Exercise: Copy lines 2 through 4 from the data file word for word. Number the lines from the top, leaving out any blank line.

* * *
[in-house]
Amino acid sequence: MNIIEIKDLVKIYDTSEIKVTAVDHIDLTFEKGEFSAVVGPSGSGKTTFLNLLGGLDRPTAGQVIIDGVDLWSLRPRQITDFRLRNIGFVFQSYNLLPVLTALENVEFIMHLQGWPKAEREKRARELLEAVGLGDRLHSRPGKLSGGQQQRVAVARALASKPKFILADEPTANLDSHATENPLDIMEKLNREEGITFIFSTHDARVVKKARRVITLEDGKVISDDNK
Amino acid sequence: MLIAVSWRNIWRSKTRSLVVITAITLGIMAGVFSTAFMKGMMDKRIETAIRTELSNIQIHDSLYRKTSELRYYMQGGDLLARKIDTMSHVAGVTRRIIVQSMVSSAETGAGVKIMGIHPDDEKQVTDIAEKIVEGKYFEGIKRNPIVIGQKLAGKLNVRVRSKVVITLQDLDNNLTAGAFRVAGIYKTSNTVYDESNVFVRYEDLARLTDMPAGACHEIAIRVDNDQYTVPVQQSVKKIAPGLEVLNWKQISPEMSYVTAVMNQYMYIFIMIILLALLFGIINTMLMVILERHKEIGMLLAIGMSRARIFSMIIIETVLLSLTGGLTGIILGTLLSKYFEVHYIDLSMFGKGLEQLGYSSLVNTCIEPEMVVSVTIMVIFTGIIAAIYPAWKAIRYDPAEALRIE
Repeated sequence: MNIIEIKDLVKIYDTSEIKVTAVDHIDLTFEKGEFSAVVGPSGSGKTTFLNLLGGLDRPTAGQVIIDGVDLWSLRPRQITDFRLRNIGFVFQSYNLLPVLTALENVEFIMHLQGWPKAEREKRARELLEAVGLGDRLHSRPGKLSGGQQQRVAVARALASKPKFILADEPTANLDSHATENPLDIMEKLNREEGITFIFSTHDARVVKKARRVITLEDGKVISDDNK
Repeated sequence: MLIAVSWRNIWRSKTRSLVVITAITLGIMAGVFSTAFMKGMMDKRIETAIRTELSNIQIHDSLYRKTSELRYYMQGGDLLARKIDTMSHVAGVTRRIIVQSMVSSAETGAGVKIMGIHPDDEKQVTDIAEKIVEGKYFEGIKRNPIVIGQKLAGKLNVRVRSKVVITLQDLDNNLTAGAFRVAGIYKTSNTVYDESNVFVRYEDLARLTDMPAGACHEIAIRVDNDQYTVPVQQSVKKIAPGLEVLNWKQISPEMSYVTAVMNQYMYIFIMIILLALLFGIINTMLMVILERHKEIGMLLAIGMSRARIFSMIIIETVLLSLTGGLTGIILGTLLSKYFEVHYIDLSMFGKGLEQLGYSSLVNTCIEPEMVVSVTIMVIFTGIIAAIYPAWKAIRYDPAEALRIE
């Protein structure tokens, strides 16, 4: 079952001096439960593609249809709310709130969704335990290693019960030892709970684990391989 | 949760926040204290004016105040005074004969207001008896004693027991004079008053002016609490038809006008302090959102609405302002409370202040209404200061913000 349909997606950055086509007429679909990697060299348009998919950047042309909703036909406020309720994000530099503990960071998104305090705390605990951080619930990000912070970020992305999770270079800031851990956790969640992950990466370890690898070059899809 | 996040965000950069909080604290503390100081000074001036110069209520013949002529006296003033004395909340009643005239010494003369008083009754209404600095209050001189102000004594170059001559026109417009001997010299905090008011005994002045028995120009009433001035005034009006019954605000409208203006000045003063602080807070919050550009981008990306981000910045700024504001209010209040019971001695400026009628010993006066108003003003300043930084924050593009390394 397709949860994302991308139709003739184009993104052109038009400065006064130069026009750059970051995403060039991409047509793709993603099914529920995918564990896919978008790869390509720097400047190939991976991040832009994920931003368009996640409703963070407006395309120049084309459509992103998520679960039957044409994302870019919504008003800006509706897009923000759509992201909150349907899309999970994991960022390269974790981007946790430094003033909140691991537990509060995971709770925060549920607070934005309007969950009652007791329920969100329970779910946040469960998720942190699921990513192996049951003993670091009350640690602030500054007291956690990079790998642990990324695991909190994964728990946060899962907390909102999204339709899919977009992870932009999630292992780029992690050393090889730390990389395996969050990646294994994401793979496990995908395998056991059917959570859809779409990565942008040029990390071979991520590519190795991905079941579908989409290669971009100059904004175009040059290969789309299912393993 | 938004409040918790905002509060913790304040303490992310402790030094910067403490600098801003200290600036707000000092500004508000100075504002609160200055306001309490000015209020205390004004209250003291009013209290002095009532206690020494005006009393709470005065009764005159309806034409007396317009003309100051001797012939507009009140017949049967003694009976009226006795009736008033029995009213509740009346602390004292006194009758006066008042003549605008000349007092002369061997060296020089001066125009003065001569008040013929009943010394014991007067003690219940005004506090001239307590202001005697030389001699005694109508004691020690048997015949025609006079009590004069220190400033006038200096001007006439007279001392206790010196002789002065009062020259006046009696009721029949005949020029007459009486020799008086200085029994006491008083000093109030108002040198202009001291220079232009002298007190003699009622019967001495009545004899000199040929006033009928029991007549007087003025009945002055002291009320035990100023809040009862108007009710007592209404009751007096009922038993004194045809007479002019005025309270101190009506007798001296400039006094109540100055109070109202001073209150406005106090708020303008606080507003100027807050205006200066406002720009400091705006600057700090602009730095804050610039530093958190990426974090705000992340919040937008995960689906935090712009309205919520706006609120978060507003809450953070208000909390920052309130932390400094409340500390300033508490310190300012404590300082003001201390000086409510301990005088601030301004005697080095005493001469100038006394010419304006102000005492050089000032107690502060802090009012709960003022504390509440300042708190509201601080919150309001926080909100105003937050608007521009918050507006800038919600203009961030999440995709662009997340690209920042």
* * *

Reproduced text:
Amino acid sequence: MNIIEIKDLVKIYDTSEIKVTAVDHIDLTFEKGEFSAVVGPSGSGKTTFLNLLGGLDRPTAGQVIIDGVDLWSLRPRQITDFRLRNIGFVFQSYNLLPVLTALENVEFIMHLQGWPKAEREKRARELLEAVGLGDRLHSRPGKLSGGQQQRVAVARALASKPKFILADEPTANLDSHATENPLDIMEKLNREEGITFIFSTHDARVVKKARRVITLEDGKVISDDNK
Amino acid sequence: MLIAVSWRNIWRSKTRSLVVITAITLGIMAGVFSTAFMKGMMDKRIETAIRTELSNIQIHDSLYRKTSELRYYMQGGDLLARKIDTMSHVAGVTRRIIVQSMVSSAETGAGVKIMGIHPDDEKQVTDIAEKIVEGKYFEGIKRNPIVIGQKLAGKLNVRVRSKVVITLQDLDNNLTAGAFRVAGIYKTSNTVYDESNVFVRYEDLARLTDMPAGACHEIAIRVDNDQYTVPVQQSVKKIAPGLEVLNWKQISPEMSYVTAVMNQYMYIFIMIILLALLFGIINTMLMVILERHKEIGMLLAIGMSRARIFSMIIIETVLLSLTGGLTGIILGTLLSKYFEVHYIDLSMFGKGLEQLGYSSLVNTCIEPEMVVSVTIMVIFTGIIAAIYPAWKAIRYDPAEALRIE
Repeated sequence: MNIIEIKDLVKIYDTSEIKVTAVDHIDLTFEKGEFSAVVGPSGSGKTTFLNLLGGLDRPTAGQVIIDGVDLWSLRPRQITDFRLRNIGFVFQSYNLLPVLTALENVEFIMHLQGWPKAEREKRARELLEAVGLGDRLHSRPGKLSGGQQQRVAVARALASKPKFILADEPTANLDSHATENPLDIMEKLNREEGITFIFSTHDARVVKKARRVITLEDGKVISDDNK